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Alaska boundary dispute redux

Last year, Norway and Russia reached a compromise deal on their decades-long dispute over their Arctic Ocean boundary.

Last year, Norway and Russia reached a compromise deal on their decades-long dispute over their Arctic Ocean boundary. Last week, word leaked out of a compromise agreement between Canada and Denmark to divide disputed Hans Island in the strait between Nunavut and Greenland.

Which brings us to the Yukon’s maritime boundary with Alaska in the Beaufort Sea. The Alaska boundary dispute that was resolved 100 years ago dealt with the Alaskan Panhandle. It left the Beaufort boundary squabble for later generations to deal with.

The Alaska boundary dispute was a big deal back in 1903. former U.S. president Teddy Roosevelt approached the issue with his classic “walk softly and carry a big stick” approach and wasn’t shy about sending emissaries to London to remind the British that the U.S. fleet and army were a lot bigger than they had been in 1812.

Roosevelt bluntly told the British and Canadians that there was no way Congress and the American people would stand for giving up American territory, as they saw it, around Skagway. Meanwhile, Canadians were outraged when the tribunal voted 4-2 in favour of the current boundary, with the British judge famously voting with the Americans against the two Canadians. The legal facts of the case quickly disappeared into clouds of nationalist myth on both sides of the new border.

The rancour of 1903 explains why politicians haven’t been scrambling eagerly to open negotiations on the Beaufort boundary. It’s a no-win situation. Neither side can convince the other to abandon its claim and no one wants to be the politician who “gave up our sovereignty.”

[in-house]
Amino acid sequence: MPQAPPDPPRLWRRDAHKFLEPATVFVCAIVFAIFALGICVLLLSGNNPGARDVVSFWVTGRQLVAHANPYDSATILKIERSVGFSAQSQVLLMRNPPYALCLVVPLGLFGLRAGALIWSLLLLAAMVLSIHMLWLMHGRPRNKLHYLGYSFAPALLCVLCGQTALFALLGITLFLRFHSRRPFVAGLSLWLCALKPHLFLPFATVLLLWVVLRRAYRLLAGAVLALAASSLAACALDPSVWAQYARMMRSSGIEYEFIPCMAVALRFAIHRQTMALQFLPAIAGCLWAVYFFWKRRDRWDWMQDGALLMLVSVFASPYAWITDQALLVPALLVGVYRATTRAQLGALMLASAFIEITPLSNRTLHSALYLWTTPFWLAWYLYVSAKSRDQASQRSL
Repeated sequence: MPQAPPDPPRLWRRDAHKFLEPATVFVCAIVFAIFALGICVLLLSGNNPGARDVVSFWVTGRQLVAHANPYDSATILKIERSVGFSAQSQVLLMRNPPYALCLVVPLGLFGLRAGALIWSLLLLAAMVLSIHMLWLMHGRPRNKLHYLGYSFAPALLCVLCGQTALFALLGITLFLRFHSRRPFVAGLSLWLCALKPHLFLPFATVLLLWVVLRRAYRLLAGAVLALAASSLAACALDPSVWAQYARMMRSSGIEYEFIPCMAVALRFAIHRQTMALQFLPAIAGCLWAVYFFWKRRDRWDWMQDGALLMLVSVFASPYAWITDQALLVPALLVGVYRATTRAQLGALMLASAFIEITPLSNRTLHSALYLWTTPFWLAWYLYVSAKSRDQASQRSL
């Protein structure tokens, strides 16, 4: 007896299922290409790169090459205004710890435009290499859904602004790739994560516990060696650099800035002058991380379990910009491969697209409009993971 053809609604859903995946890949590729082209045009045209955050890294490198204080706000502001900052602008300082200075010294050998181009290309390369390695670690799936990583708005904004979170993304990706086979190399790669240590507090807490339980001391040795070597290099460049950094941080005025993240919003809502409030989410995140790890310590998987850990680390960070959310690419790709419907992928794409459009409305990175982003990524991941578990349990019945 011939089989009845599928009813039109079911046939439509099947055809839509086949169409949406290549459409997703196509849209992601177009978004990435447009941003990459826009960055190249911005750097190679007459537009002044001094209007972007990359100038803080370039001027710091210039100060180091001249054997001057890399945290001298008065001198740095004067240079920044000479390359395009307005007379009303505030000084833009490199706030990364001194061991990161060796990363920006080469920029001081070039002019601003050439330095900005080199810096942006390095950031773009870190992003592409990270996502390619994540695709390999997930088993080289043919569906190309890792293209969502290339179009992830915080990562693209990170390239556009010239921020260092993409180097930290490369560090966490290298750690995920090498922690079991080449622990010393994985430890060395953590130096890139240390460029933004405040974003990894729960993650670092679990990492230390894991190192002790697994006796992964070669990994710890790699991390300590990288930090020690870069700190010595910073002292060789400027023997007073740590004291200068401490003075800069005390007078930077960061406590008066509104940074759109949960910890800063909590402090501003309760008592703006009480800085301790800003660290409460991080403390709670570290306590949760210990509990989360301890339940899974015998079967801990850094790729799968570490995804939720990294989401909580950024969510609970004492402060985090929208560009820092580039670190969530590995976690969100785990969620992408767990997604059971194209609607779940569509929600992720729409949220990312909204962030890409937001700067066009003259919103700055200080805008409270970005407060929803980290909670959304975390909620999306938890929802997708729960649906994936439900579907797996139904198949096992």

As a result, Canadian maps keep showing the boundary going straight north from the coast, continuing the land border up the 141st meridian. American maps, on the other hand, use the traditional international law principle of “equidistance.” Conveniently for them, the way the shore angles southeast means this method gives Alaska more seabed.

The Norwegian ambassador to Canada, Else Eikeland, visited Whitehorse last week and told Yukoners about her country’s deal with Russia. (She also opened the Roald Amundsen show at the MacBride Museum).

The Norway-Russia dispute had similar issues to ours and had also dragged on for decades. Putin’s Russia isn’t much easier to deal with on border and security issues than the Soviet Union was. But last year’s deal ended up splitting the difference, requiring compromise from both sides. It also layered on agreements to co-operate on rescues, the environment and energy.

It was, of course, oil and gas that provided a major push to reach a deal after all these years. As with the Beaufort, oil companies on both sides of the border wanted badly to get Arctic gas to market. Remember that last month U.S. regulators approved Shell’s Beaufort oil spill response plan. Some say drilling could begin as early as this summer.